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Old 02-02-2004, 07:24 PM
badmana badmana is offline
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How about those DIY wills sold in bookstores?

Does anyone have any experience with those? I've seen a few in Chapters (AKA Indigo) for Canadian Wills and it looks legit. I believe it contains all the paperwork and all you'd need to do is get it finalized with a lawyer.

Are those types of "wills" sold in the US?
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  #11  
Old 02-03-2004, 08:22 AM
Dinsdale Dinsdale is offline
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Quote:
Originally Posted by Otto
I think Dinsdale just called me a sucker...
Oops! Sorry about that bro. I guess I should have just referenced "what the market will bear..." Tho such commercial considerations would certainly be inappropriate for such an honorable profession!

Which reminds me.
What is the difference between a catfish and a lawyer?
One is a slimy, scum-sucking bottom-dweller - and the other is a fish!

On a different, but related matter, in Illinois, at least, living will language is statutory. Easily DIY. Don't turn into a vegetable without one.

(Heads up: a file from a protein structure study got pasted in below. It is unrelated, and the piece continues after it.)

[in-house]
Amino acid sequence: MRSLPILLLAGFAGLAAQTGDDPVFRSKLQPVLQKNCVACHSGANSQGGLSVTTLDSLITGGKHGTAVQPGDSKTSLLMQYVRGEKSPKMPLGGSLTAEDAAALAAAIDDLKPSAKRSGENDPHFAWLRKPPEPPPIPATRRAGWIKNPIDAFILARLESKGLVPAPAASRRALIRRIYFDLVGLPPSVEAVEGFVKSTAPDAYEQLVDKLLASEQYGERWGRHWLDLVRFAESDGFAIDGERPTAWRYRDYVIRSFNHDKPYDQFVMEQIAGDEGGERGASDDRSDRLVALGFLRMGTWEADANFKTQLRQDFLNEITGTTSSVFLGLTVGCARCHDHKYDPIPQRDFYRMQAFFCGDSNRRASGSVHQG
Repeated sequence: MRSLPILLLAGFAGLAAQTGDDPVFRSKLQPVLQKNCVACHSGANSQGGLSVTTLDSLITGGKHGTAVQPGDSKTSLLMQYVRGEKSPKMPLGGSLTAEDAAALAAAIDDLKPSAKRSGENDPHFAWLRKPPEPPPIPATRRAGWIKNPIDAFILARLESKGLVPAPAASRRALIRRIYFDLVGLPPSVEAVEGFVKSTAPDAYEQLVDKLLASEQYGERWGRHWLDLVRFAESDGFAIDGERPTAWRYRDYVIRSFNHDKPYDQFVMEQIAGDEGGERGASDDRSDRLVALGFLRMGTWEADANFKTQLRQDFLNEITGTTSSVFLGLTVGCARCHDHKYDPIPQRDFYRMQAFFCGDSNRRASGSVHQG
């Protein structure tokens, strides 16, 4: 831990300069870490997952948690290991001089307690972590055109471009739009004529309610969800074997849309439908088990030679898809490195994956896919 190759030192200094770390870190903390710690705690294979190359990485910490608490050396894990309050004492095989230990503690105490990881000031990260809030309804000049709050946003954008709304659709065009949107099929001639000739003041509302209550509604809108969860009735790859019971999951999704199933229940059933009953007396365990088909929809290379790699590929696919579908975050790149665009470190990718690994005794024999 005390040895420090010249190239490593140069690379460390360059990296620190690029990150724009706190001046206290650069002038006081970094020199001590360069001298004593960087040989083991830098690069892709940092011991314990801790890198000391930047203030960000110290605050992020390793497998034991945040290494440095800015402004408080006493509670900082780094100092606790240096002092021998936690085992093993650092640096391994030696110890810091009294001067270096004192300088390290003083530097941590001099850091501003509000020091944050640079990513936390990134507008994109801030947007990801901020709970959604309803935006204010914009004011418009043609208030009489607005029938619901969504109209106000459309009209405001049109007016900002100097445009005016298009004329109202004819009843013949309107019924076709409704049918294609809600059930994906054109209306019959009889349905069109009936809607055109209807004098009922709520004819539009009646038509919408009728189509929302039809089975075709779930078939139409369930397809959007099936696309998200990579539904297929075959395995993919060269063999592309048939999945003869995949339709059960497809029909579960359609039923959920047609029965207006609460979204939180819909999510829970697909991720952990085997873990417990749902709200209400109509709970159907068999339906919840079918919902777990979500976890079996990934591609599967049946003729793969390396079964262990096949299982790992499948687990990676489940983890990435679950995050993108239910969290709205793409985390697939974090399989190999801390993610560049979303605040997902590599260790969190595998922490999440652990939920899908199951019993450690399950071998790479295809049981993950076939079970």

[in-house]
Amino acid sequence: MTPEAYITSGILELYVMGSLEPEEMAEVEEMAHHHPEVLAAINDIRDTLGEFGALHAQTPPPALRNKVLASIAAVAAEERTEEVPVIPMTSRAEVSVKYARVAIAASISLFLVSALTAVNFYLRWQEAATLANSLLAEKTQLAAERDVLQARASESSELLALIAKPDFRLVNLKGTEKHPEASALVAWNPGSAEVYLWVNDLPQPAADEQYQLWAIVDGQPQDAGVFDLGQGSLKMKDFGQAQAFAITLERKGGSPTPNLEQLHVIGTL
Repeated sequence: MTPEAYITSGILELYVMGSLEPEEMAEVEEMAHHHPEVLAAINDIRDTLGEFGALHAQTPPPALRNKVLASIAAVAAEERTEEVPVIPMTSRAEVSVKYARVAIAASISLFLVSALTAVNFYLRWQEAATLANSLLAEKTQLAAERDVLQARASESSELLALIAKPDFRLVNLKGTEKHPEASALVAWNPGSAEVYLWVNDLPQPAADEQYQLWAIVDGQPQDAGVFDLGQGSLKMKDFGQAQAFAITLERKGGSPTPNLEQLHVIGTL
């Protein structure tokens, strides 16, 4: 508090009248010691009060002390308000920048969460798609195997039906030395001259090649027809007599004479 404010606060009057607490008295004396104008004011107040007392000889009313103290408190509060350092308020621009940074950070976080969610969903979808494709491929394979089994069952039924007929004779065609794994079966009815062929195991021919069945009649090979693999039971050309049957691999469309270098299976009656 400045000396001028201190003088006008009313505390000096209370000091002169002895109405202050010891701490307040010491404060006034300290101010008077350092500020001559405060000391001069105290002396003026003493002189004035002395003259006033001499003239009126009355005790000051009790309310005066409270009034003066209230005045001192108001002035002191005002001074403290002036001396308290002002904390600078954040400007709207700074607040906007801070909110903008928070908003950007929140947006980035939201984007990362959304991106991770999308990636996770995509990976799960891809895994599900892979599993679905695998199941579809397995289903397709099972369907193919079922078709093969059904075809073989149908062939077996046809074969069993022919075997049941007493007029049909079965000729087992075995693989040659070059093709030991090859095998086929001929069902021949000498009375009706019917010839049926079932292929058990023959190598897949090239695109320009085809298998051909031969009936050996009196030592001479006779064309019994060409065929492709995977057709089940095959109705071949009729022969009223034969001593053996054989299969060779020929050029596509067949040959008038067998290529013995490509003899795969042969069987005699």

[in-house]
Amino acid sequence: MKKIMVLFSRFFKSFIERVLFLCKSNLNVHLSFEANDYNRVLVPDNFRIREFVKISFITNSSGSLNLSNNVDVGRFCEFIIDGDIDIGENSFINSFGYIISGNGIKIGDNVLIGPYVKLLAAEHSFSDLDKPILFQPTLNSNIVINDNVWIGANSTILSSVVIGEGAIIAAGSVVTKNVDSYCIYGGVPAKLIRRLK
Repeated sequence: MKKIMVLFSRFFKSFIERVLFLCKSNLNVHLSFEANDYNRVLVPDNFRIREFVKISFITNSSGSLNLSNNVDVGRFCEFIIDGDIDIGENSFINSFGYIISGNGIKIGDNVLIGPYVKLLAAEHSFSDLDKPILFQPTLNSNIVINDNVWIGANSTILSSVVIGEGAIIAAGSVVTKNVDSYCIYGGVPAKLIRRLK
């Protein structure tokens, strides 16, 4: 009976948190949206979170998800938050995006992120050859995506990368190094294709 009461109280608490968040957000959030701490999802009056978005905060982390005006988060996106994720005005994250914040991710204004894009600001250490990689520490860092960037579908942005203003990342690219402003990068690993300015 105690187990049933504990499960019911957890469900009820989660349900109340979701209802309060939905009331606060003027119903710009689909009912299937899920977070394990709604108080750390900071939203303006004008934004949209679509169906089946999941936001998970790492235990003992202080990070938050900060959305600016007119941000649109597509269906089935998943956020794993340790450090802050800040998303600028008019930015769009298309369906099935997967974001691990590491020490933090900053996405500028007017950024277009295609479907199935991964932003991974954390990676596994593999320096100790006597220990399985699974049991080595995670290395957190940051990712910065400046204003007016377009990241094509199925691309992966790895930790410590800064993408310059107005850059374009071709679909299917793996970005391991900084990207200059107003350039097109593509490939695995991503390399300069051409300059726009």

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  #12  
Old 02-03-2004, 11:42 AM
Otto Otto is offline
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Quote:
Originally Posted by badmana
How about those DIY wills sold in bookstores?

Does anyone have any experience with those? I've seen a few in Chapters (AKA Indigo) for Canadian Wills and it looks legit. I believe it contains all the paperwork and all you'd need to do is get it finalized with a lawyer.

Are those types of "wills" sold in the US?
They are. One size fits all will kits are generally IMHO a bad idea. Each state has its own probate requirements and conditions and unless you're using a state-specific kit that's completely updated to reflect any changes in the probate law then you're pretty much asking for trouble. Use them as a starting point to get you thinking about the decisions you'd need to make and then either check your state's statutes for a statutory form with instructions or see a lawyer licensed in the state with experience in estate planning and probate.